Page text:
Tom Avelin and Rob Gilman - seniors at Northport High School and Western Suffolk BOCES' Wilson Technological Center in Dix Hills - took first place recently in the New York State skills competition sponsored by the Greater New York Auto Dealers Association.
The contest required two-person teams to correctly diagnose and repair problems on a rigged Toyota 4Runner within two hours. The winning pair received $30,000 each in scholarships and a Toyota Tacoma for use in Wilson Tech classes.
They will compete against 30 teams nationwide for about $3 million in prizes at the New York International Automobile Show at the Jacobs Javits Center in Manhattan on Tuesday.
"The way we do it is we circle the car a few times and we make an initial diagnosis, then we'll get more in-depth," Gilman said of the team's strategy.
At the state level, the team accurately diagnosed the 4Runner as having a malfunctioning airflow sensor, rear blinker and power window switch, among other things. The duo finished third in the Long Island regionals in January.
Avelin said the team was better prepared at the state level to work with Toyota's Technical Information System, an online diagnostic library.
A Wilson Tech team also took first place in the state last year and went on to finish 16th in the national competition.
1,000 new computersCentral Islip School District recently unveiled a districtwide initiative that will add 1,000 new computers and nearly 300 interactive Smart Boards to its seven schools by June. The goal is to engage students in more interactive learning.
A large portion of the $2 million in upgrades is being funded by grants, district officials said.
"This design makes sound academic sense for our students as doors open for their imaginations to learn beyond the two-dimensional world of traditional textbooks," said Board of Education member Fred Philips.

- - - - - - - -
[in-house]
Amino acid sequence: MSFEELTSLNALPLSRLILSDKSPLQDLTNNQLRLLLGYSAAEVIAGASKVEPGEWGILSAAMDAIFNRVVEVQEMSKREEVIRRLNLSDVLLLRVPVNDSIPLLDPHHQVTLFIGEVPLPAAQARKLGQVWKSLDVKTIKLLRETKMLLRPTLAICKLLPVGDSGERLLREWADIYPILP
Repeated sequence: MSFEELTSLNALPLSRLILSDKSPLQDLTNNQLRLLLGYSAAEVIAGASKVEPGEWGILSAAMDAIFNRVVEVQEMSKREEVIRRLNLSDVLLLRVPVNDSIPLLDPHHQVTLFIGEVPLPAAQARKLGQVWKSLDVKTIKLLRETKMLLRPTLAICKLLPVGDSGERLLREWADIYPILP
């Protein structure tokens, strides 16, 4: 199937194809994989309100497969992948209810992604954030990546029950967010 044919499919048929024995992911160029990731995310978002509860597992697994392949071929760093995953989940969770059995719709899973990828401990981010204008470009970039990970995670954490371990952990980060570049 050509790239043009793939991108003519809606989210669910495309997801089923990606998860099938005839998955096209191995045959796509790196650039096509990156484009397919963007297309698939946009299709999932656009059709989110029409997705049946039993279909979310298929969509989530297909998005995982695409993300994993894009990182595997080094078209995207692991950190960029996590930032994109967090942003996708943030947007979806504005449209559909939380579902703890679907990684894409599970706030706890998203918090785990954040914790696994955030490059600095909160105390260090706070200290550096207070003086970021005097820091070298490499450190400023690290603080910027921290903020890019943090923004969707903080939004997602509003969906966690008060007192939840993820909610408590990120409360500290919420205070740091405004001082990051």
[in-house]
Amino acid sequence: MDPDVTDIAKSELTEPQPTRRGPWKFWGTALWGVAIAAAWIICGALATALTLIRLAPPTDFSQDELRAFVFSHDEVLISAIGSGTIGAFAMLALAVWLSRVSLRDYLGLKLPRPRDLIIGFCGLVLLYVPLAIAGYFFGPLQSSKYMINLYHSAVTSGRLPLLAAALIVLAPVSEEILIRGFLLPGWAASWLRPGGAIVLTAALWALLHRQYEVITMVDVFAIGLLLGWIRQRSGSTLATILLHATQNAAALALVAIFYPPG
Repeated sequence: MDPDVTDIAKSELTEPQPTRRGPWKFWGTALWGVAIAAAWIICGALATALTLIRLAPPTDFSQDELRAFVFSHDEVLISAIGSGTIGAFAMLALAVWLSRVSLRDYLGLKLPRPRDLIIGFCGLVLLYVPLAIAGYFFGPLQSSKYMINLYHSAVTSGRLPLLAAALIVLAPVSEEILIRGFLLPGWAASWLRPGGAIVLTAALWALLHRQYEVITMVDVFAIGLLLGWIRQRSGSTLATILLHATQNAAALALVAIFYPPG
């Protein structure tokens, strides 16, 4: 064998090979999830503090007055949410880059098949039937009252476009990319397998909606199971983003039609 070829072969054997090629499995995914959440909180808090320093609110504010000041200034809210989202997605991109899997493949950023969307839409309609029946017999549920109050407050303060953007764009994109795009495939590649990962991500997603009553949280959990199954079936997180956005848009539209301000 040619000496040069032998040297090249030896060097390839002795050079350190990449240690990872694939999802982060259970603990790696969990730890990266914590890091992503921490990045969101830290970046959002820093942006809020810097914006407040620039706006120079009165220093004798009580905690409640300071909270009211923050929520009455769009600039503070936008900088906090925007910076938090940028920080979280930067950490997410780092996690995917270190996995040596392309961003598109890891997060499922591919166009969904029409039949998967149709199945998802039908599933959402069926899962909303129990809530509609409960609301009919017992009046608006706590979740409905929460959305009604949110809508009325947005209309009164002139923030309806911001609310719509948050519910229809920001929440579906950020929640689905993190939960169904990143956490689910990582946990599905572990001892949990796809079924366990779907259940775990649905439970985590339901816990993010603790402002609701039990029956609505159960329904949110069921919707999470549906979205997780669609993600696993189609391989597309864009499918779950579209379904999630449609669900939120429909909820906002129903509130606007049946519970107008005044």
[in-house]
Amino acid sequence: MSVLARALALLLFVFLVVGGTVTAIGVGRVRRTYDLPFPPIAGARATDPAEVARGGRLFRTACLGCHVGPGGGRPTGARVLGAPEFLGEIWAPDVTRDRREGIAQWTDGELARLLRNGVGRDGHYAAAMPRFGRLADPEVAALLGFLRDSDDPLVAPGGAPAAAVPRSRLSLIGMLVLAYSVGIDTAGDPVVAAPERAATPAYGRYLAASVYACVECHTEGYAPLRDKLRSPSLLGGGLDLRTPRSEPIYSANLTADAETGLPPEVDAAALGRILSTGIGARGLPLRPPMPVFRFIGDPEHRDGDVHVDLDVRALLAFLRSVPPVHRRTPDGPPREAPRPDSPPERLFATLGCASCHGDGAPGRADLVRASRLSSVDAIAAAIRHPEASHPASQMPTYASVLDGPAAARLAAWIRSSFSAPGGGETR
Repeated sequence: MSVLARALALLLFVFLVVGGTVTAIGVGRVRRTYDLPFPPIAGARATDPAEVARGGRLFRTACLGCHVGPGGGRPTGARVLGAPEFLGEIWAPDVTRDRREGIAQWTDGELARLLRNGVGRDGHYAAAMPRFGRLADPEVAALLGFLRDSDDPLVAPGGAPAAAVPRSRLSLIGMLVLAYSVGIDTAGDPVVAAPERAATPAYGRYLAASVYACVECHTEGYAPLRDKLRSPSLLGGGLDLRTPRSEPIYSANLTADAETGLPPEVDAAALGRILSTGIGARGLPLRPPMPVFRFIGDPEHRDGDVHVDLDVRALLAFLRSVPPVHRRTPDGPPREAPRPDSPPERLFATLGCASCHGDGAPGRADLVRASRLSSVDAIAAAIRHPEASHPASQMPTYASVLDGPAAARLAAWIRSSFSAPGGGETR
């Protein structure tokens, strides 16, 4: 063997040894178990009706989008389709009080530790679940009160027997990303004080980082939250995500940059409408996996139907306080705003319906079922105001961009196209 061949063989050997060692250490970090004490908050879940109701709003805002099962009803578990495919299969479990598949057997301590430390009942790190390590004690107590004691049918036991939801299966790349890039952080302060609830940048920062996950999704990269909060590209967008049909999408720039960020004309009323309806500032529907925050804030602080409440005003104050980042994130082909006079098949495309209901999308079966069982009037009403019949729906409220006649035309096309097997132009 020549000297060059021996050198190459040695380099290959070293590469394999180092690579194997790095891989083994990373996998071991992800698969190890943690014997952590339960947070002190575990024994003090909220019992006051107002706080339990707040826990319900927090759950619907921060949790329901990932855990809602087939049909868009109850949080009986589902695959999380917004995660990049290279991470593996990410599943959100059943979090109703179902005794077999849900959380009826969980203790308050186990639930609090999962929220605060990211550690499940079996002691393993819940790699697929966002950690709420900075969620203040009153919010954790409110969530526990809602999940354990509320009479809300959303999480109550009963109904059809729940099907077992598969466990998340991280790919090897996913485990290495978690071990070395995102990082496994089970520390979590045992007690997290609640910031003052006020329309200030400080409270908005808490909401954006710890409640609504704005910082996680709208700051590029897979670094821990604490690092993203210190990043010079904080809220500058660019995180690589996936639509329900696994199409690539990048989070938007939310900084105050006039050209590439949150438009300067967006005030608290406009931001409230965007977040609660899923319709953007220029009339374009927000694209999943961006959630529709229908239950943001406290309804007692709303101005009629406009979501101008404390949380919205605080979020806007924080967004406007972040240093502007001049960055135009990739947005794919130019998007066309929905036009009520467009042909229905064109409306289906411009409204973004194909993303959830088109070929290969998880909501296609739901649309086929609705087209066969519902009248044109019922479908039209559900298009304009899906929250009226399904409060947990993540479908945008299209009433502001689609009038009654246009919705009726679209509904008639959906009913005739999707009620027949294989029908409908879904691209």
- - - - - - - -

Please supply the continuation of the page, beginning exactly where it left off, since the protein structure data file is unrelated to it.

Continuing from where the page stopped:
HAUPPAUGESupport for heart patient
Nina Annunziata, a junior at Hauppauge High School, has raised $1,700 through T-shirt and bracelet sales in support of Tracy Borchers, a district volleyball coach whose 2-year-old daughter suffers from an underdeveloped heart. Items included the slogan: "Volleyball is in our hearts, let's help hers."
Borchers has been on a leave of absence to care for her daughter, school officials said.
LINDENHURSTAnti-smoking effortsFifth-graders from Our Lady of Perpetual Help School learned about the dangers of smoking last month during a series of activities held in honor of National Kick Butts Day.
Eighth-graders trained by nurses from North Shore-LIJ Center for Tobacco Control led younger students through exhibits that included a display of healthy pig lungs alongside human lungs blackened by tobacco. Eighth-grader Nicole Gardocki also spoke to classmates about her grandfather's recent diagnosis of emphysema after decades of smoking.
Eastern Suffolk BOCES' Brookhaven Technical Center and other Island schools also celebrated Kick Butts Day.
RONKONKOMALearning about S. America
Fourth-graders at Cherokee Street Elementary School were recently introduced to the cultures of Bolivia, Chile and Peru during a Skype videoconference with Sheethal Rao, a niece of assistant principal Patricia Murthy. Rao is on a fellowship in South America with Kiva, a nonprofit that offers micro loans to small businesses in developing countries.
Bilingual student Steve Vidal started the session by greeting Rao using an interactive Smart Board and classmates followed with questions about each country's government and weather. They also viewed online maps to explore the region's geography.
COUNTYWIDE$30,000 grantEastern Suffolk BOCES' Mobile Outreach Parent Child Home Program has received $30,000 in grant funding from the Edith Glick Shoolman Children's Foundation, a nonprofit that fosters the healthy development of children's intellectual, social and emotional skills.
The program was founded in 2001 and serves homeless families with children in Suffolk County who do not have access to educational programs.